At the same time, Mercury trines with Jupiter and Pluto, bringing mental clarity to the relationship between optimism/opportunities versus the dark tendencies of establishment powers.

Full Moon June 2016The Full Moon is on June 20. Venus will slip into Cancer, inviting the emotional rewards of your New Moon intentions. Neptune will have gone retrograde (backward) on June 13, in square with retrograde Saturn, amplifying the already established tension between idealism and practicality. The potential with this Full Moon is to stay sensitive to the emotional quality of your relationships even as you engage with political and spiritual conflict.

Special Note: Barry will be doing astrology mini-readings at the North Earth Psychic Fair in Spring Green on Saturday, June 18, from 10am to 4pm. $35 for 25 minute reading. Albany Street Courtyard in Spring Green. Sponsored by 43/90 North Earth Gifts.  Schedule reading at 608-588-3313  or, day of event only.

Barry Kerr, a soul-based, evolutionary astrologer, has 35 years of experience with an international clientele. He and Kristine Gay, a licensed psychotherapist, are owners/practitioners at Inner Essence Center in Madison. Both have extensive training in soul-guided healing of mind, body, heart and spiritual systems. Barry offers astrology, energy healing and transformational coaching by phone, Skype or in person in Madison, WI. Inquiries are welcome – free 15-minute consultation to explore if this is for you.  Visit for more information or email Barry at

Aromatherapy Recipe: Fragonia

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Category: Aromatherapy Recipes

By Christina Wilke-Burbach PhD, RMT

The intuitive essential oil for the month of May is Fragonia (Agonis fragrans). It is a shrub grown and distilled through only one producer in Western Australia.  Fragonia is a unique oil on many levels. First, it symbolizes balance as its chemical makeup is a 1:1:1 ratio of oxides, monoterpines, and monoterpenols. Its chemical makeup makes it useful as a respiratory oil, antimicrobial, sedative, anti-inflammatory. Secondly, due to its unique chemical proportions, the producer has trademarked this chemotype of Agonis fragrans, making it perhaps the only trademarked essential oil. Thirdly, it has a beautifully unique aroma….medicinal, citrusy, spicy, sweet, and woody all in one. Finally, Fragonia is one of the most powerful emotional healing and personal growth oils I have ever encountered. It dives deep into your psyche to help release old hurts and heal emotional wounds.  As a Holistic Psychologist, the primary way I use this oil is for emotional release. I have also used it in hypnosis and past life regressions. Fragonia would greatly assist therapists, counselors, and psychologists in psychoanalyses and deep processing techniques.  Inhalation via an aroma inhaler, directly out of the bottle, on a cotton pad or cotton ball, or diffuser will provide more powerful results than topical application. Fragonia is a powerful oil for your toolbox if you are a Reiki practitioner or energyworker. Diffuse this oil during your energy healing sessions to help clients release emotional blockages.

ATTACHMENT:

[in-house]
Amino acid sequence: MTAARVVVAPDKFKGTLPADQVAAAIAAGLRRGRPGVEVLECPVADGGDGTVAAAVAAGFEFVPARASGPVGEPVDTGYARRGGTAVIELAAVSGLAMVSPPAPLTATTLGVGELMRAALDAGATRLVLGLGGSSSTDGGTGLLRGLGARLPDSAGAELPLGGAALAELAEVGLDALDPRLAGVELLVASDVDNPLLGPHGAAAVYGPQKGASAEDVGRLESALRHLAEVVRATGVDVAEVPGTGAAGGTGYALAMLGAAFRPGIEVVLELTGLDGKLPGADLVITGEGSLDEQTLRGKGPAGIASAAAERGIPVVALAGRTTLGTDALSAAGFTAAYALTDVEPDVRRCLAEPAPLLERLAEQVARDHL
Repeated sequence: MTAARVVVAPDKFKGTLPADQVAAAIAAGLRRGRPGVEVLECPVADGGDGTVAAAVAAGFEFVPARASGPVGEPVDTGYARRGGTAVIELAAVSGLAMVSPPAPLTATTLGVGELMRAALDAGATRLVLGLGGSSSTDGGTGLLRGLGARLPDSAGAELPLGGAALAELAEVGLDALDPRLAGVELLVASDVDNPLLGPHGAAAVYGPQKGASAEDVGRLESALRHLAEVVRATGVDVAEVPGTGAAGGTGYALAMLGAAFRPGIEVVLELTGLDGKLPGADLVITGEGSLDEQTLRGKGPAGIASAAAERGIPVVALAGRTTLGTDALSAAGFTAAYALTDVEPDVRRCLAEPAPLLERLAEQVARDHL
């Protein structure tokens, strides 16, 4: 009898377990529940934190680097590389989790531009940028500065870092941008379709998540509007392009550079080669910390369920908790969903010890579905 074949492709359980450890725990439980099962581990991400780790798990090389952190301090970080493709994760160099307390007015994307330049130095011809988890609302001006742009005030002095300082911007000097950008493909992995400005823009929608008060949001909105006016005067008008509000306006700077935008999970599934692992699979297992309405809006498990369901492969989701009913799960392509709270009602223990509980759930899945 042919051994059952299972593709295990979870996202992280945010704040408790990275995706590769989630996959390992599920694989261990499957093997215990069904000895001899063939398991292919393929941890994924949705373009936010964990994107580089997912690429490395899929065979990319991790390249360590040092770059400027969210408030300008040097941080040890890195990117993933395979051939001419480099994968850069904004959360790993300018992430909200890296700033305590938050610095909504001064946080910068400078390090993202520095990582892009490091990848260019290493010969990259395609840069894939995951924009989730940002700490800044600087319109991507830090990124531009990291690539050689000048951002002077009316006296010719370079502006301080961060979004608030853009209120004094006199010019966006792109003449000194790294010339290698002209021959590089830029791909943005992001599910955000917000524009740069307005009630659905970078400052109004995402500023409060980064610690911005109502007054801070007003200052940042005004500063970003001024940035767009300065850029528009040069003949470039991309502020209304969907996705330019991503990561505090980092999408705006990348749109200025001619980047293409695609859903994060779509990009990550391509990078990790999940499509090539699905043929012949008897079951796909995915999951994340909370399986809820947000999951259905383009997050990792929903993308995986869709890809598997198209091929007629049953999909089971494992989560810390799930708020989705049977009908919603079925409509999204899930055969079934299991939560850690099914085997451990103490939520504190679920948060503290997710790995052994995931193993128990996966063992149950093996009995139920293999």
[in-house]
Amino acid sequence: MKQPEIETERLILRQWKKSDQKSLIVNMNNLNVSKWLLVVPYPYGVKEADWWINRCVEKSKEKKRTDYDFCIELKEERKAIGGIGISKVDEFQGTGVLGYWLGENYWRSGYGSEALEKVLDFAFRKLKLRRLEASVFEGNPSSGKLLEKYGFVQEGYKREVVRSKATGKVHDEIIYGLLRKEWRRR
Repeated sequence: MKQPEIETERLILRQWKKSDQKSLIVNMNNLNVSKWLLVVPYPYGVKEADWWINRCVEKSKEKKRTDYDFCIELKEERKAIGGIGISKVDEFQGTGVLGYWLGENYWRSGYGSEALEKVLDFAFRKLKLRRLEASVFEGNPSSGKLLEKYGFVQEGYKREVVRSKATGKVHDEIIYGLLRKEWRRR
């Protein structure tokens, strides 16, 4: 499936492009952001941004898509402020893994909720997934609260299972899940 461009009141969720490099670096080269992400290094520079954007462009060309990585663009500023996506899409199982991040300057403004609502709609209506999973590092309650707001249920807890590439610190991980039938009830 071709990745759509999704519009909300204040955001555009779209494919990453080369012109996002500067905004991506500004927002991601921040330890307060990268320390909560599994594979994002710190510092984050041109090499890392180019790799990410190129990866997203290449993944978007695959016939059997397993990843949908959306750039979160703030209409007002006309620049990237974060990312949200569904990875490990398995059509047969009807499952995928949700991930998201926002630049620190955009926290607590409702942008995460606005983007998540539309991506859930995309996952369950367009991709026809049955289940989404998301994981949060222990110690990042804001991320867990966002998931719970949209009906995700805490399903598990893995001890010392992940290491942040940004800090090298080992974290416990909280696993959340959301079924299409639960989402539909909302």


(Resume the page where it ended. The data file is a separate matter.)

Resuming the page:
My Fragonia forecast for May 2016: This time of the year is typically associated with “spring cleaning.” We deep clean our home and clean out our gardens to remove the dead of winter and allow new growth to come forth.  Fragonia asks you to contemplate spring cleaning your emotions and detoxing your soul. Are you holding on to patterns, emotions, and beliefs that no longer serve you a higher purpose?  Are your emotions holding you back like a ball and chain? Are you ready to move forward into your highest potential? Remember, the only barriers to personal growth are the ones we ourselves have created.

Blend for Emotional Release

  • 3 drops Fragonia
  • 3 drops Grapefruit
  • 3 drops Marjoram
  • 3 drops Cedarwood
  • 3 drops Roman Chamomile

This blend is meant for either creating an Aroma Inhaler or for in your diffuser. For an inhaler: blend the oils together in a shot glass or little bowl. Soak the cotton wick in the blend and then place into the inhaler. For diffuser: place oils directly into diffuser following the manufacturer’s directions for your type of diffuser.